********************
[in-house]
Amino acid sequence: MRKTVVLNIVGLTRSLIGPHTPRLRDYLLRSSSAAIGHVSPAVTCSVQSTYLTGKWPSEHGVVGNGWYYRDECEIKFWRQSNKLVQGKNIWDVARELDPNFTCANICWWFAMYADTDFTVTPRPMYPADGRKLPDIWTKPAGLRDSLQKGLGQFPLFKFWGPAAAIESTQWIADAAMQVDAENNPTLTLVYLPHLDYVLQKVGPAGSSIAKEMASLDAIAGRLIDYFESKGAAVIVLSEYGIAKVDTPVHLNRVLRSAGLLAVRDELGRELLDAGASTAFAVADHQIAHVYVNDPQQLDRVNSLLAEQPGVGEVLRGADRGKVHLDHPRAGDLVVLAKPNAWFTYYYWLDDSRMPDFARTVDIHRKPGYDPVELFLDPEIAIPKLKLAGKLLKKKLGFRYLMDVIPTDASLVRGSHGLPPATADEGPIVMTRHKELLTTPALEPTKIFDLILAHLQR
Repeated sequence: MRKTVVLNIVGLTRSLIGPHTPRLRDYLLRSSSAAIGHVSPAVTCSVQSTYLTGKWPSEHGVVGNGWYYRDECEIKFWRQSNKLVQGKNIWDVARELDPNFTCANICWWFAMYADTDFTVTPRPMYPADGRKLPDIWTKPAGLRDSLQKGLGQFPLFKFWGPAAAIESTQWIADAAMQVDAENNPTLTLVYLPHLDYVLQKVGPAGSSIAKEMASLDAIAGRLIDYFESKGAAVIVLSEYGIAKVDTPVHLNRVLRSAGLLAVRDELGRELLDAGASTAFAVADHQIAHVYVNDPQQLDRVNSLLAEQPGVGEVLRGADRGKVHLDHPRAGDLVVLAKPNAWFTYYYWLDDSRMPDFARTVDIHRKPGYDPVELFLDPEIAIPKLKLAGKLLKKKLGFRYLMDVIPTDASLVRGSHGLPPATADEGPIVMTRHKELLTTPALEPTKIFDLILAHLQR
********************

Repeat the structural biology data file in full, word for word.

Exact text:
[in-house]
Amino acid sequence: MRKTVVLNIVGLTRSLIGPHTPRLRDYLLRSSSAAIGHVSPAVTCSVQSTYLTGKWPSEHGVVGNGWYYRDECEIKFWRQSNKLVQGKNIWDVARELDPNFTCANICWWFAMYADTDFTVTPRPMYPADGRKLPDIWTKPAGLRDSLQKGLGQFPLFKFWGPAAAIESTQWIADAAMQVDAENNPTLTLVYLPHLDYVLQKVGPAGSSIAKEMASLDAIAGRLIDYFESKGAAVIVLSEYGIAKVDTPVHLNRVLRSAGLLAVRDELGRELLDAGASTAFAVADHQIAHVYVNDPQQLDRVNSLLAEQPGVGEVLRGADRGKVHLDHPRAGDLVVLAKPNAWFTYYYWLDDSRMPDFARTVDIHRKPGYDPVELFLDPEIAIPKLKLAGKLLKKKLGFRYLMDVIPTDASLVRGSHGLPPATADEGPIVMTRHKELLTTPALEPTKIFDLILAHLQR
Repeated sequence: MRKTVVLNIVGLTRSLIGPHTPRLRDYLLRSSSAAIGHVSPAVTCSVQSTYLTGKWPSEHGVVGNGWYYRDECEIKFWRQSNKLVQGKNIWDVARELDPNFTCANICWWFAMYADTDFTVTPRPMYPADGRKLPDIWTKPAGLRDSLQKGLGQFPLFKFWGPAAAIESTQWIADAAMQVDAENNPTLTLVYLPHLDYVLQKVGPAGSSIAKEMASLDAIAGRLIDYFESKGAAVIVLSEYGIAKVDTPVHLNRVLRSAGLLAVRDELGRELLDAGASTAFAVADHQIAHVYVNDPQQLDRVNSLLAEQPGVGEVLRGADRGKVHLDHPRAGDLVVLAKPNAWFTYYYWLDDSRMPDFARTVDIHRKPGYDPVELFLDPEIAIPKLKLAGKLLKKKLGFRYLMDVIPTDASLVRGSHGLPPATADEGPIVMTRHKELLTTPALEPTKIFDLILAHLQR